Part B Commentary on Judgments and Awards in Maritime Boundary Delimitation Disputes, 12 Eritrea v. Yemen (Award of the Arbitral Tribunal in the Second Stage of the Proceedings, Phase II: Maritime Delimitation, 17 December 1999)
Stephen Fietta, Robin Cleverly
- Coastal states — Continental shelf — Islands and artificial islands — Delimitation — Straits — Territorial sea — UNCLOS (UN Convention on the Law of the Sea)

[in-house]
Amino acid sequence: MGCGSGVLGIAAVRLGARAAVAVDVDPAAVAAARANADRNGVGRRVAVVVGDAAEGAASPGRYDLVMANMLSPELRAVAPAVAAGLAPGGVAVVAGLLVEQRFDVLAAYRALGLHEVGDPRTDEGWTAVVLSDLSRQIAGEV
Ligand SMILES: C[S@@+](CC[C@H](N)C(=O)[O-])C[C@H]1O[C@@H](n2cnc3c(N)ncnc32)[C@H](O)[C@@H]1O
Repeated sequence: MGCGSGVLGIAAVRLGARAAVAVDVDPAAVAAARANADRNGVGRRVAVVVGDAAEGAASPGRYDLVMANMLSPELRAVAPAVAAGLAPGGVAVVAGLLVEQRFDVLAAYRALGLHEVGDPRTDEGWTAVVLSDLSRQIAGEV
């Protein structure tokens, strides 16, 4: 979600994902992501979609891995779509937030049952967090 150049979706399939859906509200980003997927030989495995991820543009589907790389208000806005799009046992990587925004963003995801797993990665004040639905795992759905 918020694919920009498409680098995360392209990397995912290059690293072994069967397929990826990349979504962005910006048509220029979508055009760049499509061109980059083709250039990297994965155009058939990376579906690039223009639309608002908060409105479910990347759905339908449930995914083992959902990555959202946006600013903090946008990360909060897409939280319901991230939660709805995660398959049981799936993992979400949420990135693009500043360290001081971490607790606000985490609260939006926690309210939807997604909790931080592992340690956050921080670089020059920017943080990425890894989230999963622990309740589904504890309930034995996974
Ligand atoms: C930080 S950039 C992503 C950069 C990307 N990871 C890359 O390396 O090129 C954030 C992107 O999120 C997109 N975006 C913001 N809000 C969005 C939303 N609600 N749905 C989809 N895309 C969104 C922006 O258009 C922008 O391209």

This chapter concerns a case over a combined island sovereignty and maritime boundary dispute in the Red Sea between Eritrea and Yemen. The sovereignty dispute principally concerned the Mohabbakah Islands, the Haycock Islands, the Zuqar-Hanish Islands, the island of Jabal al-Tayr, and the Zubayr island group. The dispute dates back to the decline of the Ottoman Empire leading up to the First World War and colonial activities in the region by Italy and Great Britain during the late nineteenth and early twentieth centuries. The Phase II Award in the case confirms the generally accepted view in modern international law and State practice that the median or equidistance line provides an appropriate starting point for any maritime boundary delimitation between opposite coasts. Only in the most exceptional of circumstances will international law reject such an equidistance-based approach as a starting point in opposite coast delimitation.